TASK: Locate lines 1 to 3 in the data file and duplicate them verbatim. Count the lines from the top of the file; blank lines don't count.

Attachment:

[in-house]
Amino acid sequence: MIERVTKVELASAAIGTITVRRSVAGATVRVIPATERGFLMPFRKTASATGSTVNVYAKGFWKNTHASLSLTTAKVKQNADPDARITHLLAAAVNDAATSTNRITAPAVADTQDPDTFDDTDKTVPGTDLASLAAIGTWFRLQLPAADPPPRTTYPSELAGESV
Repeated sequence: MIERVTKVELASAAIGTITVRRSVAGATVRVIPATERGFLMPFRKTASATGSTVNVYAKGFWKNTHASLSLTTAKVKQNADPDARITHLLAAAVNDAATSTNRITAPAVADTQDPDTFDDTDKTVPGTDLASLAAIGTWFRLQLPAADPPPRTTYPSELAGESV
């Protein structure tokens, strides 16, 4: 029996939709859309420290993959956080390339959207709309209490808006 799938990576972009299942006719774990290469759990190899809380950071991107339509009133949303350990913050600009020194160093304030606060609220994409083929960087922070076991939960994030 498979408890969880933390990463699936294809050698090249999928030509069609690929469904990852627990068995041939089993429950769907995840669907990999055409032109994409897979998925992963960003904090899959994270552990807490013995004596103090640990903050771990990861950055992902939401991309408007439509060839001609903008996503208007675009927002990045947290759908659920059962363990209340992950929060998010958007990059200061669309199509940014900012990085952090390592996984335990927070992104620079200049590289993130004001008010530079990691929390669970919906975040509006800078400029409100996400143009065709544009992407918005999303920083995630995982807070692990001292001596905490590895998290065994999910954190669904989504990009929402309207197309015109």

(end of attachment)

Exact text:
[in-house]
Amino acid sequence: MIERVTKVELASAAIGTITVRRSVAGATVRVIPATERGFLMPFRKTASATGSTVNVYAKGFWKNTHASLSLTTAKVKQNADPDARITHLLAAAVNDAATSTNRITAPAVADTQDPDTFDDTDKTVPGTDLASLAAIGTWFRLQLPAADPPPRTTYPSELAGESV
Repeated sequence: MIERVTKVELASAAIGTITVRRSVAGATVRVIPATERGFLMPFRKTASATGSTVNVYAKGFWKNTHASLSLTTAKVKQNADPDARITHLLAAAVNDAATSTNRITAPAVADTQDPDTFDDTDKTVPGTDLASLAAIGTWFRLQLPAADPPPRTTYPSELAGESV